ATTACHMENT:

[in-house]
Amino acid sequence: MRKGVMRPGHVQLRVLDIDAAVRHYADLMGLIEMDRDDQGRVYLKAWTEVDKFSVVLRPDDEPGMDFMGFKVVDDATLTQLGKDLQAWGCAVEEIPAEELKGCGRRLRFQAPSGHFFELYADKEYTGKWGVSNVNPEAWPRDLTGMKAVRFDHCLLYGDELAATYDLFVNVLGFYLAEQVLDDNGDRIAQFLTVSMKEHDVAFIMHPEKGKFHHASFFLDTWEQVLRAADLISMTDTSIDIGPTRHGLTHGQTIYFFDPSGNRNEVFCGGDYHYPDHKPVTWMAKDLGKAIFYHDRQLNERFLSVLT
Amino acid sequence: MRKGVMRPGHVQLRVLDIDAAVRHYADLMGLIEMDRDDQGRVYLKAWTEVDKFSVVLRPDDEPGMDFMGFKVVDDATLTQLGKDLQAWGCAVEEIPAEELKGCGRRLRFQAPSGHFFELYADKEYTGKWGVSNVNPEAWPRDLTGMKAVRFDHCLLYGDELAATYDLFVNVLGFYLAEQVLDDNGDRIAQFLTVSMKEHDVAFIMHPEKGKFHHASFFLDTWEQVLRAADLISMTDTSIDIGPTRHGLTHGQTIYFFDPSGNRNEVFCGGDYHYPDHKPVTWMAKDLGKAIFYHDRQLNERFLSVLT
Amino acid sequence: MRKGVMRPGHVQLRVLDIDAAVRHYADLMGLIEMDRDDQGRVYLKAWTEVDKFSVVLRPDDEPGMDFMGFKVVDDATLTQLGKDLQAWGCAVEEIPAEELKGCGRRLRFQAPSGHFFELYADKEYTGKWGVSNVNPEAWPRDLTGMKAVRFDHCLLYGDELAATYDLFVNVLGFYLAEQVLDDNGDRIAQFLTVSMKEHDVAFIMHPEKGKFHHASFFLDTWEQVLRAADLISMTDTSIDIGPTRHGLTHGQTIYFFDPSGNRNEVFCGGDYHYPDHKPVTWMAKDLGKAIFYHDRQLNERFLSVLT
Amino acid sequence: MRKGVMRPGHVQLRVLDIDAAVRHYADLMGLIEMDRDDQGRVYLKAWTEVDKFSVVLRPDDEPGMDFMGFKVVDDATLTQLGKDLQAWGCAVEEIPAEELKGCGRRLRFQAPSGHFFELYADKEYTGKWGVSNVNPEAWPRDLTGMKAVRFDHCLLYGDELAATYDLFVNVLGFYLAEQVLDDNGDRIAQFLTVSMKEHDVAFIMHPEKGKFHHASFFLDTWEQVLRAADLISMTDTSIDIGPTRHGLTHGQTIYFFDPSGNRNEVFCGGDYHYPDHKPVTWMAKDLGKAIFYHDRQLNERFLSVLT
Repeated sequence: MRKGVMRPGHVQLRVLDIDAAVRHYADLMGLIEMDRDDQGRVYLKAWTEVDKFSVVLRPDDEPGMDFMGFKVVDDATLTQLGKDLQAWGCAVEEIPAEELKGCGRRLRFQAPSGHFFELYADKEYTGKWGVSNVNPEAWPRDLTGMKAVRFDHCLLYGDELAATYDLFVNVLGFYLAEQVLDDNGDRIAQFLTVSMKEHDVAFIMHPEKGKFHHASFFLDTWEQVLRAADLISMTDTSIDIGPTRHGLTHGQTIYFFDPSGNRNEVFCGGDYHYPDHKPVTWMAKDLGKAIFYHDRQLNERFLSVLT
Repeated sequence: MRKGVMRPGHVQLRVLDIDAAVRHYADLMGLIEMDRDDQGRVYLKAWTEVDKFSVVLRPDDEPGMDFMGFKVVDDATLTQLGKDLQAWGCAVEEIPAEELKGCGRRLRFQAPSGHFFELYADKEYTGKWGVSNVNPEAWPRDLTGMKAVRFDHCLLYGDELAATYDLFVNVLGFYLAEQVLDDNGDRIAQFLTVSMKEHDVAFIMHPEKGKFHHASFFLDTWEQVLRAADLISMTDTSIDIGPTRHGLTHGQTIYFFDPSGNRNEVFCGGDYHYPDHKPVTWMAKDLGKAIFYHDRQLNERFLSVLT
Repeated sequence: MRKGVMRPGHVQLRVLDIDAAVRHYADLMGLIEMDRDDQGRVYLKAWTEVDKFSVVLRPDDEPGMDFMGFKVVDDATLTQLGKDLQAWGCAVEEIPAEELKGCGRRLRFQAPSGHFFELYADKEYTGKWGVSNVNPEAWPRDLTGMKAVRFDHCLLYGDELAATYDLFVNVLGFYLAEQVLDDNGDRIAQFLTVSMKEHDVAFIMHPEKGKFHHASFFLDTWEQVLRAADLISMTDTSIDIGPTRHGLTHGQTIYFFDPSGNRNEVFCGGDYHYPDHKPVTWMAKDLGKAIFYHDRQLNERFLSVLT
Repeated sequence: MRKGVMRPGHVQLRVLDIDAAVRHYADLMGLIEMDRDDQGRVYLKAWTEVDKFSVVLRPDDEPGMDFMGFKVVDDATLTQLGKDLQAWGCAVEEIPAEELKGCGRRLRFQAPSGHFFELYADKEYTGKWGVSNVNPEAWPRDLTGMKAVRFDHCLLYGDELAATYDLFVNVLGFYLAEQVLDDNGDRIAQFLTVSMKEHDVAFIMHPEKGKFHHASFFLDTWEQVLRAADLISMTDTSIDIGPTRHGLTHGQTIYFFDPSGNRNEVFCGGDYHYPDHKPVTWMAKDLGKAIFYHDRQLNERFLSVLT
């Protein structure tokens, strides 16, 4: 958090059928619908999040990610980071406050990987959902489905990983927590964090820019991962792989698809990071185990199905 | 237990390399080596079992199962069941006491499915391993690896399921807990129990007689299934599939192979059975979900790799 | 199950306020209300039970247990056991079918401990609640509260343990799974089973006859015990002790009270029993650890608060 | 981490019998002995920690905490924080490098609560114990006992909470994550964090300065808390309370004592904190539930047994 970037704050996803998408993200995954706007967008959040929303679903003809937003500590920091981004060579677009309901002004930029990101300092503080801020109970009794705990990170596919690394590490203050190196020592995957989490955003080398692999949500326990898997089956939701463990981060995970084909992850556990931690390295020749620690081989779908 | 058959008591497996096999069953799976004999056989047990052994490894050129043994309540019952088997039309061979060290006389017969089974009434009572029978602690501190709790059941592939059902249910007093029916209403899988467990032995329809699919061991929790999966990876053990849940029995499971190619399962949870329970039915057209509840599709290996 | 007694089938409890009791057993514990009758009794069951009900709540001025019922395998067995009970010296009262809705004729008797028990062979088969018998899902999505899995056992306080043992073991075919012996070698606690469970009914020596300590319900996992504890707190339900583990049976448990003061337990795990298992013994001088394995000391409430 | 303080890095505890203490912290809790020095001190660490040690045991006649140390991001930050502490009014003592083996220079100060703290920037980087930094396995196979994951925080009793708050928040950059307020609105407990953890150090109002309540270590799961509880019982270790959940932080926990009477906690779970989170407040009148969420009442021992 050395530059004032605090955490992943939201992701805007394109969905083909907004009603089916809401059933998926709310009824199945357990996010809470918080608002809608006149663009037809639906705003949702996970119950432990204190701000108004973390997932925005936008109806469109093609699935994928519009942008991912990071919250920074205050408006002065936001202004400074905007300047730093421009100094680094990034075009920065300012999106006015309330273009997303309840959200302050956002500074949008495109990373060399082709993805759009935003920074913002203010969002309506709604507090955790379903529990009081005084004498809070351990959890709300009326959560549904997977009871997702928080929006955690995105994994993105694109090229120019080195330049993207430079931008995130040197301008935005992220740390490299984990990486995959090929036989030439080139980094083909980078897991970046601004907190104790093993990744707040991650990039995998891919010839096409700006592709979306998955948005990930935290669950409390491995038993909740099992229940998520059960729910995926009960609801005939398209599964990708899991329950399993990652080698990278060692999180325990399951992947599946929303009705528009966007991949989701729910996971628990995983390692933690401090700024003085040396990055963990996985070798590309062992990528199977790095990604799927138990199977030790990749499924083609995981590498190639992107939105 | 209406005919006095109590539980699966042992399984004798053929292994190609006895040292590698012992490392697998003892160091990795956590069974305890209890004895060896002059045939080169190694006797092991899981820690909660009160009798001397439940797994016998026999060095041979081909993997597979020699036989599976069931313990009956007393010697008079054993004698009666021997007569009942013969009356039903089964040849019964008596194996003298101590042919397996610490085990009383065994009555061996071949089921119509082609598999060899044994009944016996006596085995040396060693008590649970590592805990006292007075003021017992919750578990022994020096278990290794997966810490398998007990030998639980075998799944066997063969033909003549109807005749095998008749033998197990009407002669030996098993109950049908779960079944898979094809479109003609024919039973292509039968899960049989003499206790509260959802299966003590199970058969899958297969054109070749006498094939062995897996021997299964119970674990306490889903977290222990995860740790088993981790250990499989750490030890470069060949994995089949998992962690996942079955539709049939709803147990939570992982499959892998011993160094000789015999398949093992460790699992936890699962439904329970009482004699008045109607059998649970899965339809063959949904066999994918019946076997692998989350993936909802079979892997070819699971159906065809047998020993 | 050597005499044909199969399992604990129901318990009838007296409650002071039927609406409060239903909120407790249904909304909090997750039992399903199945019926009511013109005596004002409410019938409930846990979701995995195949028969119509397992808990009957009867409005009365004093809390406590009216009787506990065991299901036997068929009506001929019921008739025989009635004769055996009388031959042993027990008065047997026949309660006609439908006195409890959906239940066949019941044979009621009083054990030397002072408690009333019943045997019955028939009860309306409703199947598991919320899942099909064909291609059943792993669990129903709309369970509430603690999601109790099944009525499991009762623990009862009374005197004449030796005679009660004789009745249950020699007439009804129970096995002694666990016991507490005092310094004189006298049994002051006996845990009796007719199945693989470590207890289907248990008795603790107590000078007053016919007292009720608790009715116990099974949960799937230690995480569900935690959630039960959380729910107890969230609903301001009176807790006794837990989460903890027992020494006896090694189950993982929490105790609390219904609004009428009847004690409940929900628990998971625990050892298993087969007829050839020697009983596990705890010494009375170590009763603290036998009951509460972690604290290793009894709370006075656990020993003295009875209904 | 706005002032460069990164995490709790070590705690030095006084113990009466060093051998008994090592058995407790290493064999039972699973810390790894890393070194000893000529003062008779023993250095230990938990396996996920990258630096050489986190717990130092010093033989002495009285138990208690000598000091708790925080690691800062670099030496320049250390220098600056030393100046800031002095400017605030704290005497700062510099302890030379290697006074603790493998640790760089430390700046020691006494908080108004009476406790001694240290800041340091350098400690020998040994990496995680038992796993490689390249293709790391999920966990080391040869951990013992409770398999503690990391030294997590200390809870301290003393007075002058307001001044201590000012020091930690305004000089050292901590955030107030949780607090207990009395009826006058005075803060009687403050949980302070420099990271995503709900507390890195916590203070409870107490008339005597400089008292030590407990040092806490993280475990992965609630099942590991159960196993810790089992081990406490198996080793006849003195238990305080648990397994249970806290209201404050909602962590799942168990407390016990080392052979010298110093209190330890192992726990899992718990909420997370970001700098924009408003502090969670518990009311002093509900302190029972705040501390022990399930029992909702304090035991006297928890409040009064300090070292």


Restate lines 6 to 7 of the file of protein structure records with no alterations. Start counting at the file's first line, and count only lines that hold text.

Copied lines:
Repeated sequence: MRKGVMRPGHVQLRVLDIDAAVRHYADLMGLIEMDRDDQGRVYLKAWTEVDKFSVVLRPDDEPGMDFMGFKVVDDATLTQLGKDLQAWGCAVEEIPAEELKGCGRRLRFQAPSGHFFELYADKEYTGKWGVSNVNPEAWPRDLTGMKAVRFDHCLLYGDELAATYDLFVNVLGFYLAEQVLDDNGDRIAQFLTVSMKEHDVAFIMHPEKGKFHHASFFLDTWEQVLRAADLISMTDTSIDIGPTRHGLTHGQTIYFFDPSGNRNEVFCGGDYHYPDHKPVTWMAKDLGKAIFYHDRQLNERFLSVLT
Repeated sequence: MRKGVMRPGHVQLRVLDIDAAVRHYADLMGLIEMDRDDQGRVYLKAWTEVDKFSVVLRPDDEPGMDFMGFKVVDDATLTQLGKDLQAWGCAVEEIPAEELKGCGRRLRFQAPSGHFFELYADKEYTGKWGVSNVNPEAWPRDLTGMKAVRFDHCLLYGDELAATYDLFVNVLGFYLAEQVLDDNGDRIAQFLTVSMKEHDVAFIMHPEKGKFHHASFFLDTWEQVLRAADLISMTDTSIDIGPTRHGLTHGQTIYFFDPSGNRNEVFCGGDYHYPDHKPVTWMAKDLGKAIFYHDRQLNERFLSVLT